Growing up I was told many things, but among those that stand out to this day,
Say 'thank you for the food' before leaving the dinner table, wash your hands, never use the phrase 'shut up,' and be part of family Sundays that included visiting "The Chateau," a nursing home in Modesto, CA every month.
From the age of 8 through my young teenage years, our family of eight would pile into our station wagon after church and once a month we'd spend the afternoon visiting shut-ins. My mom would play the piano and we'd sing, we would go from room to room and shake people's hands and we would just sit, while my dad talked to any number of people who lit up every time we came in. We had no family members at the nursing home, we were part of a community who believed that bonding over the generations mattered.
When I graduated from college, got married and had children, I recalled many of the rules I grew up with, but the idea of visiting a nursing home simply didn't cross my mind. I had so many excuses: way too busy, no family at a facility, it might make me sad, it might make my kids sad, so many strange smells, you name it. But the truth is, I don't ever remember being sad as a kid when I went to the Chateau. Instead, I clearly remember feeling better. There's something about bringing a smile to a total stranger that lifts your mood. Certainly I had it better than any of them.
And now I learn the harsh statistic that more than 60 percent of nursing home residents have no one who comes to visit them. No one. There are many reasons:
- No living close relative
- Children die first
- No children
- No connection with family
Until Linda Hollaway's grandmother, Bessie, was put in a Texas nursing home because of the progression of Alzheimer's, Linda never gave a second thought to how people thrived, were treated or received visits at those facilities.
"As I made my monthly drive from Denver to Texas to visit her in the nursing home, I became consumed by anger, because of what she had to endure. Not only was she going through the horrid stages of the disease, she was suffering needless pain from neglect, drug abuse, and physical and emotional abuse that she received in the nursing home."
And because she lived in Denver, and there were few family members near her grandmother, nearly no one came to see her. Holloway was so moved by her grandmother's plight that she vowed to make a change.
20 years ago, she and co-founders Sharron Brandrup and Marge Utne established what is now known as Bessie's Hope in Denver. They began taking groups of children to visit nursing home residents and when they saw how beneficial it was to both groups, they knew they were on to something.
"Seeing the need and seeing the magic that happens with elders and kids, this relationship-driven dream came true," says Holloway. Everyone who goes through the Bessie's Hope method receives a one-hour orientation that provides the education and communication tools to deal with all sorts of elders, including those with Alzheimer's.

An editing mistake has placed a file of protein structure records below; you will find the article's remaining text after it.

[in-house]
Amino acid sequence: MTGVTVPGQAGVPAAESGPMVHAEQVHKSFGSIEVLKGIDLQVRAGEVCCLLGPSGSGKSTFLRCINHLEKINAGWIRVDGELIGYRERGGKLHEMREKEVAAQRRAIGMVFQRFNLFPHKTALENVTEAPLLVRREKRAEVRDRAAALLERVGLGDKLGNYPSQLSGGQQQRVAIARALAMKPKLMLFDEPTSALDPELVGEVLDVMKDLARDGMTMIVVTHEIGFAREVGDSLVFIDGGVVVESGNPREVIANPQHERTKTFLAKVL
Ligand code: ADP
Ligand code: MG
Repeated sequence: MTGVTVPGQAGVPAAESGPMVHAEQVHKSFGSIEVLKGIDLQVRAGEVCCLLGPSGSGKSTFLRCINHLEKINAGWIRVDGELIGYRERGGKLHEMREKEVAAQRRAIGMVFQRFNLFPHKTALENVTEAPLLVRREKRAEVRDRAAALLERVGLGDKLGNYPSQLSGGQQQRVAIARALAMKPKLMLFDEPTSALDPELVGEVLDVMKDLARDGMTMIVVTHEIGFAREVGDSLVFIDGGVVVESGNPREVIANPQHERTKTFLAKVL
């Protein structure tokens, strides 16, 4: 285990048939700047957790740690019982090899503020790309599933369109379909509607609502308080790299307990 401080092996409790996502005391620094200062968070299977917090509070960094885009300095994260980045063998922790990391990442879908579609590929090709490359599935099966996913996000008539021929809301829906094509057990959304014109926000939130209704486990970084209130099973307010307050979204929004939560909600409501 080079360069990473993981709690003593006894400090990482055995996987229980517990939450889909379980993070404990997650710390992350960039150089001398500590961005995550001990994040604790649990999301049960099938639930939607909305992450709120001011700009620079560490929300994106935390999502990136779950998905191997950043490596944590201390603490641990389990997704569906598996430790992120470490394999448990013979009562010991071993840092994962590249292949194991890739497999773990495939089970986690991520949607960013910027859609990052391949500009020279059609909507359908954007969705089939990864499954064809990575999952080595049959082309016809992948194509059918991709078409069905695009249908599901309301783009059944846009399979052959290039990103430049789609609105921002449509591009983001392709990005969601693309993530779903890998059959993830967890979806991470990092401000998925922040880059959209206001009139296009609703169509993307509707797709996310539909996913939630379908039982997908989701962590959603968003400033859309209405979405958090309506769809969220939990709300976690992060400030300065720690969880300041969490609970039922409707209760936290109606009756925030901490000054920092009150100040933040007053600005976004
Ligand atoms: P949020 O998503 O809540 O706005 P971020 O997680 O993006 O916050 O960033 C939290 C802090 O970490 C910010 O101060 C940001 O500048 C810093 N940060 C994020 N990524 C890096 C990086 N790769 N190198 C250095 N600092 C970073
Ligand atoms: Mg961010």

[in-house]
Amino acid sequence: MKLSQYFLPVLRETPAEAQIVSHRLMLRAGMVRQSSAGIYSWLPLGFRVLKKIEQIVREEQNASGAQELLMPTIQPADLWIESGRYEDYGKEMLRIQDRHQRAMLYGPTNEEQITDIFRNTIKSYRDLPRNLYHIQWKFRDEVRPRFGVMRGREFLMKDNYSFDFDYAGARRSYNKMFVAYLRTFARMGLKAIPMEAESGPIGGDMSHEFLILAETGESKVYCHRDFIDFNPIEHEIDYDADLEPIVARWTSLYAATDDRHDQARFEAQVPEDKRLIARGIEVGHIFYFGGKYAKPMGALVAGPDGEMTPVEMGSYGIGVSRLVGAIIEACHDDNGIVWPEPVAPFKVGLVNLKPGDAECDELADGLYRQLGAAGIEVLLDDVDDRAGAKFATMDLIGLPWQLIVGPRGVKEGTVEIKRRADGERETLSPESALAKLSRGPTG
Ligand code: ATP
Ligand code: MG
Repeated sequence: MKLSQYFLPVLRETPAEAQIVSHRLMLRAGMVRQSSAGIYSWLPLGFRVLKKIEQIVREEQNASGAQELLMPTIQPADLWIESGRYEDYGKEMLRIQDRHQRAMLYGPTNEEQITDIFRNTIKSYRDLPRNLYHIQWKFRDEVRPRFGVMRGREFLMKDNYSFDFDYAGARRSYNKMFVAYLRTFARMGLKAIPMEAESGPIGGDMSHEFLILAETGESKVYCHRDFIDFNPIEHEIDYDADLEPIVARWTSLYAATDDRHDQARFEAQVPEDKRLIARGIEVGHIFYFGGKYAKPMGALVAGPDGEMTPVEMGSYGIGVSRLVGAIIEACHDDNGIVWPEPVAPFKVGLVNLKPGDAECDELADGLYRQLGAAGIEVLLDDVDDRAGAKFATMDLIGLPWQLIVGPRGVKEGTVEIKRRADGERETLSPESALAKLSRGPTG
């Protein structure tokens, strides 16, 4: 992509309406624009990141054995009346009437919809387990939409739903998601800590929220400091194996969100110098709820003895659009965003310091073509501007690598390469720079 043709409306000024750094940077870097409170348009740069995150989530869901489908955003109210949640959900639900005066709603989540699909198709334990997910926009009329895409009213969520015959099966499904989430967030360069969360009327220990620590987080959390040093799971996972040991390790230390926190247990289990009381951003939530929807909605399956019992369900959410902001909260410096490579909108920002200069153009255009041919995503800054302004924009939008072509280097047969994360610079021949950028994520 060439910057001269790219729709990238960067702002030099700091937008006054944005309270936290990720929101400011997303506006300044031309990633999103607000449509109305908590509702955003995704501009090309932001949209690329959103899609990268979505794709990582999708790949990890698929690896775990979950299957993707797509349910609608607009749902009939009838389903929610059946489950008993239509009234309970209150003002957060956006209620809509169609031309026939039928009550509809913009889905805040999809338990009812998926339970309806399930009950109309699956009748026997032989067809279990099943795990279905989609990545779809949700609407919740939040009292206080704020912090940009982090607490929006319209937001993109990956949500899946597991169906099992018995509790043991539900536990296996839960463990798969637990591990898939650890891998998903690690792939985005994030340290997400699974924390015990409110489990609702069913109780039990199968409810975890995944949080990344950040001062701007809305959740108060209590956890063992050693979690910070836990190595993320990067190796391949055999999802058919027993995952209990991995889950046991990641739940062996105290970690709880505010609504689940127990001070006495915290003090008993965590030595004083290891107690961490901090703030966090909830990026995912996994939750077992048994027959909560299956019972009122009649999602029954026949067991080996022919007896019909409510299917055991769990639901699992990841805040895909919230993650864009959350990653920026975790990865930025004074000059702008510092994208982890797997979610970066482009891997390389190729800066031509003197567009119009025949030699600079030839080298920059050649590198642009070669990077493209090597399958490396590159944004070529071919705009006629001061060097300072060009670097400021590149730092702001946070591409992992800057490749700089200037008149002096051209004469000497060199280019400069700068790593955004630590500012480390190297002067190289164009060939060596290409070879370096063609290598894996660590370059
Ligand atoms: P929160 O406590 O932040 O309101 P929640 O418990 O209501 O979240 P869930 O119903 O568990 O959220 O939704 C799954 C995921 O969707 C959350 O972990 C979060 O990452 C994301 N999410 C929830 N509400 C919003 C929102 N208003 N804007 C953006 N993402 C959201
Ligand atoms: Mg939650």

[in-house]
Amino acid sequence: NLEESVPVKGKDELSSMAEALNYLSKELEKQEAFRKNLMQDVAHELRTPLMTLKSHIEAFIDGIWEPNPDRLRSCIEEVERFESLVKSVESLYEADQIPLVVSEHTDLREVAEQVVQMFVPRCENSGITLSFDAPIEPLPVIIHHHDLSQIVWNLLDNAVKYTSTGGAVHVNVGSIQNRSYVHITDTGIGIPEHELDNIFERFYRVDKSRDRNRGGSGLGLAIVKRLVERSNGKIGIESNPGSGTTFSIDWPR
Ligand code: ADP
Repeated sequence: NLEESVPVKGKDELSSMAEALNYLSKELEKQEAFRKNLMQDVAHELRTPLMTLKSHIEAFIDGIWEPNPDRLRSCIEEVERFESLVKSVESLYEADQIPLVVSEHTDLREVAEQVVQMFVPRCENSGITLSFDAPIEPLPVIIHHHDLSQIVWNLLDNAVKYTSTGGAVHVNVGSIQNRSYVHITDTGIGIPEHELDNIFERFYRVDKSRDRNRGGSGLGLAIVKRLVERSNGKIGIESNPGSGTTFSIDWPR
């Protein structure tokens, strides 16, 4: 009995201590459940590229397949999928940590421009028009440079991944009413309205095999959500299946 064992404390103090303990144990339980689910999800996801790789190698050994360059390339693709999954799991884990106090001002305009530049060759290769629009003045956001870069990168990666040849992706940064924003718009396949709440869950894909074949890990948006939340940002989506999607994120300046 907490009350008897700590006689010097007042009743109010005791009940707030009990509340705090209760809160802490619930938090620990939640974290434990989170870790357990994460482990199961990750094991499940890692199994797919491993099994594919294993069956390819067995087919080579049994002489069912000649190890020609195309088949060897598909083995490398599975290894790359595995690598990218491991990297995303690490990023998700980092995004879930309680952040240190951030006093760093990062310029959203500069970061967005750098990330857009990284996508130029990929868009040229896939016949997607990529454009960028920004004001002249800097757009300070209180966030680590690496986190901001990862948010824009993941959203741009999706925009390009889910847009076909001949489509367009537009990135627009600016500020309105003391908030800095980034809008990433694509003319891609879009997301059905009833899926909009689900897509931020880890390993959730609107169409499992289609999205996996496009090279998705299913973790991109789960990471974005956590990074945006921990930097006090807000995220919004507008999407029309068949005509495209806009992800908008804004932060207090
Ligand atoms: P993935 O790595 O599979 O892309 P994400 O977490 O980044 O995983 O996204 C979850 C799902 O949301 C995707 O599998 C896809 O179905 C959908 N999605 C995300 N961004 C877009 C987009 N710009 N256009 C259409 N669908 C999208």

Holloway discovered the immediate contact makes people feel valuable. "We found the at-risk youth need the same thing the elders need, to be valued and have a purpose." So Bessie's Hope works with residential centers to provide this important link.
For most of us, deciding to step into a nursing home isn't at the top of our list. What would we say, how will we be received, what do we do? But if you're looking for a different way to give of yourself this holiday season, this may be an option that is a total win/win.
There area four areas where Bessie's Hope gives you the opportunity to put a dent in the dearth of visitors to nursing homes.
Bessie’s Hope Youth and Elders Program coordinates with teachers to blend the nursing home experience into the schools’ curriculum. Activities focus on volunteers pariticipating "with", not doing things "to" or "for" their grand-partners.
Bessie's Hope Family and Elders Program matches individuals and families who become companions, advocates, and extended families for nursing home/assisted living elders who have little or no visitation.
Bessie's Hope invites your employees to experience the perfect community service and team-building project. They encourage your group to commit to ongoing visits, once a month, every other month or once a quarter. They provide training and activities to facilitate these ongoing visits.
Bessie's Hope believes it's never too late to dream, and never to late to have a dream fulfilled. Whether it's dancing lessons, a visit from a professional athlete, skiing, or going to the symphony, Bessie's Hope is fulfilling dreams for nursing home residents.
If you're looking for a different way to celebrate the holiday season that requires only the investment of your, your family's, or your workplace's time, Bessie's Hope would love to hear from you. The Legacy Project says establishing connections for elders and their community is rewarding for young and old.
While a single visit to a nursing home is a valuable experience for children and will brighten the day for older adults, an ongoing visitation program is most effective. Said one staff member in a nursing home, "We don't want it to be 'let's go see the old people' just like it's a trip to the Statue of Liberty." An ongoing series of visits allows the understanding and trust to develop which are essential for a real connection between people of any age.
Holloway admits, "if it hadn't been for my grandmother, and her experience in a nursing home, I wouldn't have done anything."
And as Colorado Gives Day approaches on Tuesday, if you don't have a local charity in mind, how about Bessie's Hope?
Lois’ Living Through It blogs are posted on Mondays and Thursdays. Join her Monday mornings around 8:45am on Good Day Colorado.